All solar buyers are not the same. Even when it comes to homeowners, solar appeals to a different audience depending on where you’re doing business. Messages that might work effectively with suburbanites on Long Island could totally flop with rural homesteaders in western Pennsylvania.
To reach your best prospects effectively in your area, you need to use vocabulary that resonates with them.
Vocabulary for a Solar Mass Market
In states with high market penetration, like California or New York, you can sell solar to a mass market.
In that case, you want to emphasize how solar is a safe investment and how everybody is doing it. Then, put out a challenge to homeowners who haven’t gotten solar yet themselves: Why don’t you jump on the solar bandwagon before you get left behind by your neighbors?
Mass market buyers don’t want new technology — they want something tried and true. Just check out the list of words that marketing guru Seth Godin says you should use in your sales and marketing outreach to mass market buyers:
If you’re in a crowded market like Los Angeles or Phoenix, the good news is that people already know a lot about solar. Ordinary homeowners in these markets are no longer afraid to get solar because it might not work.
For example, everybody in Orange County, California already knows that solar works just fine because they can see panels on their neighbors’ roofs. You probably don’t need to convince them that the technology is reliable.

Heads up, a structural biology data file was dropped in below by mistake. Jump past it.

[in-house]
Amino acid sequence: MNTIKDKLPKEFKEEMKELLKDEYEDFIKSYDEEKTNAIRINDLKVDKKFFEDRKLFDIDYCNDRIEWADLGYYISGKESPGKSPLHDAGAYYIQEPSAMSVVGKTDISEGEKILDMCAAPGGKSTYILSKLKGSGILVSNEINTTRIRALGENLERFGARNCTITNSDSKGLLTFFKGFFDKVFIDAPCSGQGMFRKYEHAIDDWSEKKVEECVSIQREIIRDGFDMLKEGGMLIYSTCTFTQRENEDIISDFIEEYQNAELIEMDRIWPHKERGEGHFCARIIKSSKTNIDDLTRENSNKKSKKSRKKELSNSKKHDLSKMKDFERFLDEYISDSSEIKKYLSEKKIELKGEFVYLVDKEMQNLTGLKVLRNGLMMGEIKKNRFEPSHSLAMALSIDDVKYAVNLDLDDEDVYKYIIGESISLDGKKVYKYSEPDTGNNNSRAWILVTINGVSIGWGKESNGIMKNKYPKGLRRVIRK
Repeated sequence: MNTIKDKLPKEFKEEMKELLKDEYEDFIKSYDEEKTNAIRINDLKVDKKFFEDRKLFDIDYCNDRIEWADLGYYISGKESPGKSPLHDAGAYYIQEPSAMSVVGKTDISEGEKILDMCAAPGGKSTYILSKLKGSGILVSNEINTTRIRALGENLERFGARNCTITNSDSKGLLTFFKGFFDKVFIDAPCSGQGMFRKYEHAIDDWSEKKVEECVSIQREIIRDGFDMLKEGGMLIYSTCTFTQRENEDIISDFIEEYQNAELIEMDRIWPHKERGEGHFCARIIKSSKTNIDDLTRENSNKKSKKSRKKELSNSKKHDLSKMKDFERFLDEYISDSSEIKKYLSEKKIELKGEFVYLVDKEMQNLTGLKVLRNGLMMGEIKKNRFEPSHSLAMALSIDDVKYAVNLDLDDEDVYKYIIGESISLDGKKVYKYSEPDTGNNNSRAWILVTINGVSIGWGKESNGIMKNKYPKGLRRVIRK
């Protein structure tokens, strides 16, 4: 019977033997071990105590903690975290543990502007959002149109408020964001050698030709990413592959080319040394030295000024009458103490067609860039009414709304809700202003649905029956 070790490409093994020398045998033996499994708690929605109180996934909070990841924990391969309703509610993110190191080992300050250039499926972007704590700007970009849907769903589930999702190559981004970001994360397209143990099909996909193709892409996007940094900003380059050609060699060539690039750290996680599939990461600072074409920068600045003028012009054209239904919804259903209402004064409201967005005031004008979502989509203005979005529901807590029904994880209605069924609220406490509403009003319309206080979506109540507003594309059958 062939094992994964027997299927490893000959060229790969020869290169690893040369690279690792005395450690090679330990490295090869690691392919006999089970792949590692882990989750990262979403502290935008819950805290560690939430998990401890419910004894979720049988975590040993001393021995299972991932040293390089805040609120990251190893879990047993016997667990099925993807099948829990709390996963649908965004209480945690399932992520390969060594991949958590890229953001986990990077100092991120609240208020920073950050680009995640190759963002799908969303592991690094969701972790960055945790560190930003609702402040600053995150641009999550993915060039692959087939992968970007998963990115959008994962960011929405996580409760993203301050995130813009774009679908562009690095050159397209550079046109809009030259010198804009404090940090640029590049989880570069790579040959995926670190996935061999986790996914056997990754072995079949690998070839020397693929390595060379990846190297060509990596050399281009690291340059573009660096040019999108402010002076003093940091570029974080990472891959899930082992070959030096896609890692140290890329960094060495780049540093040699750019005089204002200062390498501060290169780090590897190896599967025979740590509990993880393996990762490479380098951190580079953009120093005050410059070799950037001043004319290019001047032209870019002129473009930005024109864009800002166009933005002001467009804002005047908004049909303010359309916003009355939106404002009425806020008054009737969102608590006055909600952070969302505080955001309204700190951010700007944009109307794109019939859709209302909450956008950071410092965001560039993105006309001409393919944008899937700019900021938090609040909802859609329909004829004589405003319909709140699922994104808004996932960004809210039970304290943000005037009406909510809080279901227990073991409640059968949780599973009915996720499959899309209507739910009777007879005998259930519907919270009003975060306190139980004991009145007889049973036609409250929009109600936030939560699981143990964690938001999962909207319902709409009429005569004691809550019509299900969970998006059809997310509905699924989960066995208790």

The bad news is that mass market buyers are more price sensitive. They’ll probably want the lowest bid — or a PPA or lease — they’ll seek out every discount and they will be less willing to pay extra for higher quality equipment.
But if you’re doing business in quantity, you can make money selling to the masses. But keep in mind that you’ll be competing against SolarCity and Vivint, who’ve already perfected an assembly-line approach to cranking out solar installs quickly and cheaply.
Or, if you want to specialize in higher-end buyers, even if you’re in a mass market area, you might want to consider leaving the masses to the national installers, and choosing instead to specialize in niche buyers with special needs for higher quality or more features like backup.
Vocabulary for Solar Early Adopters
It’s different if you’re in a state with low penetration, perhaps in the Midwest or Southeast. In that case, solar installers may do better to appeal to early adopters.
To reach this audience, you should talk about how solar is new, innovative, exciting and perfect for forward-thinking people. Early adopters love new technology. Once something has been accepted by the masses, they get bored with it and want to move onto the next new thing.
Use words in your sales and marketing outreach from Seth Godin’s list for early adopters:
In states where few homes have solar, you’re unlikely to make a sale to a mass buyer who likes things to be cheap and risk free. Instead, your buyer in Wisconsin or Georgia will probably be an independent thinker willing to do something differently than his or her neighbors.
And as long as your price is in their ballpark, early adopters are less likely to look for discounts or insist on the lowest bid. Instead, they’ll care more about quality and customer experience. Early adopters also want to do business with companies that are on the cutting edge, and keep up with trends and new developments in solar.
Early adopters are good candidates for high efficiency modules or even backup and storage. And they’re more likely to tell their friends about their experience getting solar, whether good or bad.
If you have the tech smarts and quality service to satisfy these demanding buyers, then early adopters are not just great customers but also great ambassadors for your company.
— Erik Curren, Curren Media Group